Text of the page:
A softball league helps draw some young people away from gangs. (CBS)

A softball league helps draw some young people away from gangs. (CBS)

CHICAGO (CBS) — In a community all too familiar with gunfire, the sound of softball is a signal of peace.

As part of CBS 2’s week-long look at breaking the cycle of violence in Chicago, Dorothy Tucker reports on a different kind of game that brings calm to residents in Austin.

It may look like your everyday softball game, but it’s anything but that.

The teams include Vice Lords. There are Latin Kings. Spanish Cobras. Maniac Latin Disciples.

Some of them represent rival gangs that have been known to kill each other over drugs.

But for a few hours every Wednesday in the Austin neighborhood, these men put conflicts aside and just play ball. It’s a league sponsored by a community group called BUILD.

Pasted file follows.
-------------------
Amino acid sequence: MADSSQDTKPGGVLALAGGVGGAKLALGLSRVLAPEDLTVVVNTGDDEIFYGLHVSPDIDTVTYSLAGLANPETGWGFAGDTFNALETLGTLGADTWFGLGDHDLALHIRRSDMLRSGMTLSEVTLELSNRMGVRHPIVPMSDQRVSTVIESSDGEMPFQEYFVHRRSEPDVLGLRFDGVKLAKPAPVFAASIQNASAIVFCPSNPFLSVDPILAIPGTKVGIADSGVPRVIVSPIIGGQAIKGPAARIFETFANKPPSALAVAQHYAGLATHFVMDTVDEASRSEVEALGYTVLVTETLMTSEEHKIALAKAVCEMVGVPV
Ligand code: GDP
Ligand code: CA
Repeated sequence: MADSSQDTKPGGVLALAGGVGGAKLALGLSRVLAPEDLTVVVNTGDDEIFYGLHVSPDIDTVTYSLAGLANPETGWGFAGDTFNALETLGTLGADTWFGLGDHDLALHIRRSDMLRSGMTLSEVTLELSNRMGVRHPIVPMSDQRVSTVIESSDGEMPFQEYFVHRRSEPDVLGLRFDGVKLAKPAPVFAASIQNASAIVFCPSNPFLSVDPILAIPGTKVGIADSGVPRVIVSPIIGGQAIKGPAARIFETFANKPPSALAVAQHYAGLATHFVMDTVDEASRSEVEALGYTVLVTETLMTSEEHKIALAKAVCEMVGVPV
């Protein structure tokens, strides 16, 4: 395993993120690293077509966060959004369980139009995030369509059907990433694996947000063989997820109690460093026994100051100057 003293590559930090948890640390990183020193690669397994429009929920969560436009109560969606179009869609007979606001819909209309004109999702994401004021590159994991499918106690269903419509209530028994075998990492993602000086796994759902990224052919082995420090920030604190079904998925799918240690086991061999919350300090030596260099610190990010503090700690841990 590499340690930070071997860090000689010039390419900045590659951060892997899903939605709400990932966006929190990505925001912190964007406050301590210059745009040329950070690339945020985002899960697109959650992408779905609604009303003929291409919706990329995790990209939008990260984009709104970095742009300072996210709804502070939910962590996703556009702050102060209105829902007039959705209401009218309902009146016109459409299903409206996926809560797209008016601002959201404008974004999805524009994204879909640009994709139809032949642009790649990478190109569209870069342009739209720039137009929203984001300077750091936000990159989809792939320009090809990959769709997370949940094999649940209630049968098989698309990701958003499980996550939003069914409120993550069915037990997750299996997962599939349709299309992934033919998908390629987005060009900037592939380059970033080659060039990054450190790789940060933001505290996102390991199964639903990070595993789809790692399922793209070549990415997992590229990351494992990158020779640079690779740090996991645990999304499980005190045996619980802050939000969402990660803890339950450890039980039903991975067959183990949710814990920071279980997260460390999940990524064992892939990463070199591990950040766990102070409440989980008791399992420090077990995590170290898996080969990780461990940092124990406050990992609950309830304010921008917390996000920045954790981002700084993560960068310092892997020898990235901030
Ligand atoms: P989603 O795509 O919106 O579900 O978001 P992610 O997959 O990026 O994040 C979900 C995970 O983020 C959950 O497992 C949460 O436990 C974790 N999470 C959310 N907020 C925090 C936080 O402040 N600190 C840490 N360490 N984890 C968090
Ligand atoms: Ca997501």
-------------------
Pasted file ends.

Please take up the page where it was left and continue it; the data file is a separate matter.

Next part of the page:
One player, Hector Rodriguez, is asked why gangs cannot put conflicts outside baseball aside.

“You know there are some kids that are stubborn,’ he said. “It’s just, you know, how they were brought up.”

But the game still serves a purpose. It attracts teens like Rodriquez.

“I don’t know if I would have finished high school if it wasn’t for BUILD.”

Hector is not in a gang.

But he grew up with two brothers in different gangs.

He felt pressured to join one of them–until he found Build.

“He had an idea of what was right and wrong,” BUILD’s Danny Perez said. “What BUILD was able to do was reinforce the right and knowing that he didn’t have to follow the footsteps that his family had set.”

BUILD provides more than a baseball game once a week. Their services include tutoring, counseling and life skills.

Rodriguez has “just blossomed from a young man with no confidence, not looking someone in the eye to a young man going to college to do social work,” said Perez

BUILD serves more than 3,000 teens a year at its headquarters in Austin as well as satellite offices in 15 schools.

“Those guys were on me,” Rodriguez said. “They wanted me to succeed. And that’s why I’m going to succeed.”

Rodriguez just graduated from high school and plans to attend Harold Washington community college in the fall.

His dream is to be a police officer.